Children with disabilities
39. The Committee notes with appreciation the significant legislative, institutional and policy measures taken to ensure that children with disabilities enjoy the same protection and rights as other children in the State party. However, it is concerned that children with disabilities continue to experience social discrimination.
40. Taking into account its general comment No. 9 (2006), the Committee recommends that the State party:
(a) Reinforce efforts to raise awareness and sensitize the public about rights and special needs of children with disabilities, including children with mental health concerns to help remove cultural and social barriers;
(b) Increase budget allocations to provide children with disabilities with equal access to adequate social and health services, including psychological support, counselling services, parental guidance for families of children with disabilities, and tailored services for children with learning difficulties and behavioural disorders, and raise awareness about all services available.
41. The Committee is concerned about the punitive abortion law that could lead adolescents to seek other alternative solutions in the neighbouring countries. The Committee also regrets the lack of information on the adolescent health, including on the reproductive and sexual health of adolescents in the State party’s report.
42. The Committee recommends that the State party review the provisions of the Penal Code concerning abortion to decriminalize abortion under certain circumstances, such as pregnancies as a result of rape, with a view to guaranteeing the best interests of pregnant teenagers. Referring to its general comment No. 4 (2003), the Committee further urges the State party to increase the availability of confidential and youth-friendly health services throughout the country, to enhance the availability of contraceptive services, including in all educational institutions and to promote sex education targeted at adolescent girls and boys, with special attention to the prevention of early pregnancies and sexually transmitted diseases.
H. Other special protection measures (arts. 22, 30, 38, 39, 40, 37 (b)-(d) and 32-36 of the Convention)
Asylum-seeking and refugee children
43. The Committee expresses concern at the lack of domestic legislation on asylum seekers and refugees, and in particular at the absence of measures to protect unaccompanied and refugee children.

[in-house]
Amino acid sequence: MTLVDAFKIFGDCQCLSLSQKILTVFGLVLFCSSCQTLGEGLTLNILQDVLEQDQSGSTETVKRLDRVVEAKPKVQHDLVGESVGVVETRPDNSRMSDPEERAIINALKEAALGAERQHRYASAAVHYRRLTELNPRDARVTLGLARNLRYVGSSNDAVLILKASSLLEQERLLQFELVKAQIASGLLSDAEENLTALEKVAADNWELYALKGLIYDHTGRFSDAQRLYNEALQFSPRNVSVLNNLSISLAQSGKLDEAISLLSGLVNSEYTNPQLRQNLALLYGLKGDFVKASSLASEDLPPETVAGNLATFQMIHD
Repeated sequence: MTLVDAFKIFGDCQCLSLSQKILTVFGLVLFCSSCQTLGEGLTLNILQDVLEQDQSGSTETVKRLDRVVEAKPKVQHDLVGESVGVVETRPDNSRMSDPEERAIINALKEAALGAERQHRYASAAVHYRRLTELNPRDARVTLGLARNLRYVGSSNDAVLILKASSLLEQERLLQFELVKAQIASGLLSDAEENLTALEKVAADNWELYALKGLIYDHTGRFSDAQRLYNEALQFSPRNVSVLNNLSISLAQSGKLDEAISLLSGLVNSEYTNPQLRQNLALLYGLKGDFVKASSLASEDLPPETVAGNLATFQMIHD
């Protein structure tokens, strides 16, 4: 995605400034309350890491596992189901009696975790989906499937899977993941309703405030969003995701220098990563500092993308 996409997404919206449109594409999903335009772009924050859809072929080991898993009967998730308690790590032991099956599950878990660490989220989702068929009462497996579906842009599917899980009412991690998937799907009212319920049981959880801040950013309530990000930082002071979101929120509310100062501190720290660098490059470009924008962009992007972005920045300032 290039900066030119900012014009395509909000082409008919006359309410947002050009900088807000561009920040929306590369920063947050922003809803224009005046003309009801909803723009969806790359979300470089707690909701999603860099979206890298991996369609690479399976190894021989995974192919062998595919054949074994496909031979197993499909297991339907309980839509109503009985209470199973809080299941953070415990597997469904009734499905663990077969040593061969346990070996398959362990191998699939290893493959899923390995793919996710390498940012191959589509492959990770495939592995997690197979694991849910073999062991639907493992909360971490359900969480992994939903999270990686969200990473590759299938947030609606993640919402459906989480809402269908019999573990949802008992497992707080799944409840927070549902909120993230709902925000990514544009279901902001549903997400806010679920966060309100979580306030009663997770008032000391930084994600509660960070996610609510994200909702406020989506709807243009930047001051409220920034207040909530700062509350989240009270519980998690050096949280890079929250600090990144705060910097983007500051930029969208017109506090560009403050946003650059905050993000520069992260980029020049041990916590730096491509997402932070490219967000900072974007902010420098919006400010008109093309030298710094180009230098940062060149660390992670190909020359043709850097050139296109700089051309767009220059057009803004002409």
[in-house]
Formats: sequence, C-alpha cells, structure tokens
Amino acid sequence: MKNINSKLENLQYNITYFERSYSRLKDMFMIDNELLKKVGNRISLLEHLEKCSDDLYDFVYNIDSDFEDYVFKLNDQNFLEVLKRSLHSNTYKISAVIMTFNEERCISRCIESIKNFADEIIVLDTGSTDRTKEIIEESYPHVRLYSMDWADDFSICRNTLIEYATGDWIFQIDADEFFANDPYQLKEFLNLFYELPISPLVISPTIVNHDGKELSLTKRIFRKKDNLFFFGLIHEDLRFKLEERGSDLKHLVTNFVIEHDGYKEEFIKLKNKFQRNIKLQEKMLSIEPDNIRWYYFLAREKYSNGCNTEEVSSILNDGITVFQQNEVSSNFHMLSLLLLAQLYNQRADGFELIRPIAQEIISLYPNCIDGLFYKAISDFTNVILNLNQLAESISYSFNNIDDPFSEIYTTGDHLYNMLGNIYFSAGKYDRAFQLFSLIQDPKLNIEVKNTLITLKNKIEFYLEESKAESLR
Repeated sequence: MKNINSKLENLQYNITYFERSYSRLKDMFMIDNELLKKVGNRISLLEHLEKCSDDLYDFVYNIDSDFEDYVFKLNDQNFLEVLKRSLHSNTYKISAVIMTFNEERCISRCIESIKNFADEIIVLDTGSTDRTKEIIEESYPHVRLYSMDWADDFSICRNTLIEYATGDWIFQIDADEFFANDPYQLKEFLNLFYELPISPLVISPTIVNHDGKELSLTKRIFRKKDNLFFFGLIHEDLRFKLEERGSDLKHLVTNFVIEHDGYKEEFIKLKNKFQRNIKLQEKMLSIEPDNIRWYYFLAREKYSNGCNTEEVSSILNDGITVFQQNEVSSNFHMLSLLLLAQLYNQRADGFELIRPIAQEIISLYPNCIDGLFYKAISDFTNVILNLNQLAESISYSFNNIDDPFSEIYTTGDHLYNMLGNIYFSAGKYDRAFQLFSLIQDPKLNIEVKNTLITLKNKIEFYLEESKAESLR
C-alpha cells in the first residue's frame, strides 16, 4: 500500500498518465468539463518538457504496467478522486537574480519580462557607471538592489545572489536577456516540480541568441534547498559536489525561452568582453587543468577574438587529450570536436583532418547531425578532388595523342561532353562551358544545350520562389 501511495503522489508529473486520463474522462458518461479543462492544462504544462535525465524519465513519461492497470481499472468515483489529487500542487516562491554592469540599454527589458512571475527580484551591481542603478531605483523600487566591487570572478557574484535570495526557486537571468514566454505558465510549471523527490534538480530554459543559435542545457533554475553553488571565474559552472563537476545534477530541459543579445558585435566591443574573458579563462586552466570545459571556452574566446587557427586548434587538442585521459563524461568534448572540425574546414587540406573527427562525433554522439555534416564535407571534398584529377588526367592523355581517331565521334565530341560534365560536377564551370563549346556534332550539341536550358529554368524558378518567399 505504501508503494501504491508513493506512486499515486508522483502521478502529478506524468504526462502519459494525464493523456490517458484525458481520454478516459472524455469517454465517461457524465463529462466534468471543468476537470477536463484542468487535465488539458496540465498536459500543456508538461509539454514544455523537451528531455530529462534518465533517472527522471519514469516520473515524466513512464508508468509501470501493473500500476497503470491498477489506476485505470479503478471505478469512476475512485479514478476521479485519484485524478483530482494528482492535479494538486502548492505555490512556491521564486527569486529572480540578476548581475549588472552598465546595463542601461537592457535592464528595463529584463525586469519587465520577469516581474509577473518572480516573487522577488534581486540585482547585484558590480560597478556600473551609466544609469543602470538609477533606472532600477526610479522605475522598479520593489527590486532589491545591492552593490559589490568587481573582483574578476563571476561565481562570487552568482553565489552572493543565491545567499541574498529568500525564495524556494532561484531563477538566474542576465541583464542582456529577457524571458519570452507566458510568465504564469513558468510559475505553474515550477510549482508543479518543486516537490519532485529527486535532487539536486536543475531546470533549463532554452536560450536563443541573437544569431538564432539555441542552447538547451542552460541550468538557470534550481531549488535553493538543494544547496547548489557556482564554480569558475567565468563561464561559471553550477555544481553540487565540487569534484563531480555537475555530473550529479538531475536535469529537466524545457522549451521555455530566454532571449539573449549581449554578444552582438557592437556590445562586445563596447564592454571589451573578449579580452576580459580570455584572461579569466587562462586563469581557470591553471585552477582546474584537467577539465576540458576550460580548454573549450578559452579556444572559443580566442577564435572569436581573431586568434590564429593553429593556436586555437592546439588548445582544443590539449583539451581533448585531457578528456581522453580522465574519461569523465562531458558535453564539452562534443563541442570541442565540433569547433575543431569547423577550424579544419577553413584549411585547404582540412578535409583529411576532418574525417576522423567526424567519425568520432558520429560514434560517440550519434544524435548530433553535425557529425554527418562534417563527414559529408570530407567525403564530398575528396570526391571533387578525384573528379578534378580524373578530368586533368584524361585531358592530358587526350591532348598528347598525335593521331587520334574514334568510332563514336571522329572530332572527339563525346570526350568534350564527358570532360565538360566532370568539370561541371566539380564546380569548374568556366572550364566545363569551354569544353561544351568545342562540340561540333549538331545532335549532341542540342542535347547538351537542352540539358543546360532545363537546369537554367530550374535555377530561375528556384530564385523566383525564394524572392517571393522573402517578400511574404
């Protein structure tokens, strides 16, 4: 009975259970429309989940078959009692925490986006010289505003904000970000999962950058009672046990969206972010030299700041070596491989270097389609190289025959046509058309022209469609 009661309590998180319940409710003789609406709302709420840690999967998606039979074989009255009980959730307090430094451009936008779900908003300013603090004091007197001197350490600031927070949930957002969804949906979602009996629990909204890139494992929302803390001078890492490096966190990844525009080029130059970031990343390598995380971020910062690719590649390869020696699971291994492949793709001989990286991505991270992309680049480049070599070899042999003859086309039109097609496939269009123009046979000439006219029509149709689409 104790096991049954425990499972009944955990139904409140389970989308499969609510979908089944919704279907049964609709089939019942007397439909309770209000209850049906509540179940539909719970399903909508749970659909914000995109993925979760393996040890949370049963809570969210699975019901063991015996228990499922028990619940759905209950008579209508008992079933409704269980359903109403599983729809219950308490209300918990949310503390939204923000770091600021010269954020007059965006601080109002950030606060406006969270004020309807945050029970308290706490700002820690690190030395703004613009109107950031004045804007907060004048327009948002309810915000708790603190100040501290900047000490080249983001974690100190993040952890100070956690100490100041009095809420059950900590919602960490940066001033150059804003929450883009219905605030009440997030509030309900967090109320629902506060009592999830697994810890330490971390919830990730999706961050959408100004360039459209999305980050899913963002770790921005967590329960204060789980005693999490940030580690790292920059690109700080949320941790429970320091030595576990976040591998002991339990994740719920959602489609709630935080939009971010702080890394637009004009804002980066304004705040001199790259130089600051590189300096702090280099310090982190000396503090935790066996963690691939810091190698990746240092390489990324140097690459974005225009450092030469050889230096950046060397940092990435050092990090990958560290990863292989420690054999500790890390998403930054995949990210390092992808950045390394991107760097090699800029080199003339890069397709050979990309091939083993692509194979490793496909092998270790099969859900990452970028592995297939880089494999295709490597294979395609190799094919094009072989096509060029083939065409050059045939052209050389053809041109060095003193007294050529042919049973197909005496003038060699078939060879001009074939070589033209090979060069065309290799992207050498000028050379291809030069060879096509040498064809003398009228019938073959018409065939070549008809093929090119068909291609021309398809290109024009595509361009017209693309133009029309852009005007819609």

44. The Committee recommends that the State party enact legislation on asylum seekers and refugees in conformity with the international standards, including by taking into account its general comment No. 6 (2005) . The Committee recommends that the State party accede to the 1954 Convention relating to the Status of Refugees and the 1954 Convention relating to the Status of Stateless Persons and the 1961 Convention on the Reduction of Statelessness.
Children in situations of migration
45. The Committee notes with concern that the State party, during the universal periodic review in 2010, rejected the recommendation to take necessary steps to guarantee access to fundamental social human rights, such as health care and education, for foreign residents, including their children, regardless of their migratory status. The Committee is also concerned that the Qualified Act on Immigration of 14 May 2002 and its 2007 amendment do not entitle seasonal workers to family reunification, and does not take into account the best interests of the child, and therefore it is incompatible with the principles and provisions of the Convention, including those of its articles, 2, 3, 9 and 10.
46. The Committee recommends that the State party:
(a) Ensure that the National Equality Commission examines the condition of the rights of migrant children and children of seasonal workers and coordinate its efforts to promote and protect their rights, including by carrying out public awareness campaigns to change stereotypes and discriminatory attitudes against such groups of children;
(b) Revise and amend the Qualified Act on Immigration of 14 May 2002 to permit family reunification for holders of temporary immigration permits and ensure children’s right to family life. The Committee further recommends that the State party ensure that the family reunification procedure is dealt within a positive, humane and expeditious manner, taking into account the best interests of the child;
(c) Ratify the International Convention on the Protection of the Rights of All Migrant Workers and Members of Their Families to further strengthen the fulfilment of children's rights.
Economic exploitation, including child labour
47. The Committee welcomes the enactment of the Act of 12 June 2003 on Employment Contracts and the Regulation of 28 January 2004 governing employment contracts for trainees, which establishes additional restrictions and supervision with regard to employment of children under the age of 18. However, the Committee is concerned that the Act does not comprehensively address the situation of children employed in the family context, in particular to ensure that such employment or working hours do not interfere with the children’s right to education. Furthermore, the Committee is concerned that the Act does not provide a clear definition of ‘light work’ although it authorizes the employment of children aged between 14 and 15 during half of the school holidays, and as long as the time limitations do not exceed six hours per day and 30 hours per week maximum.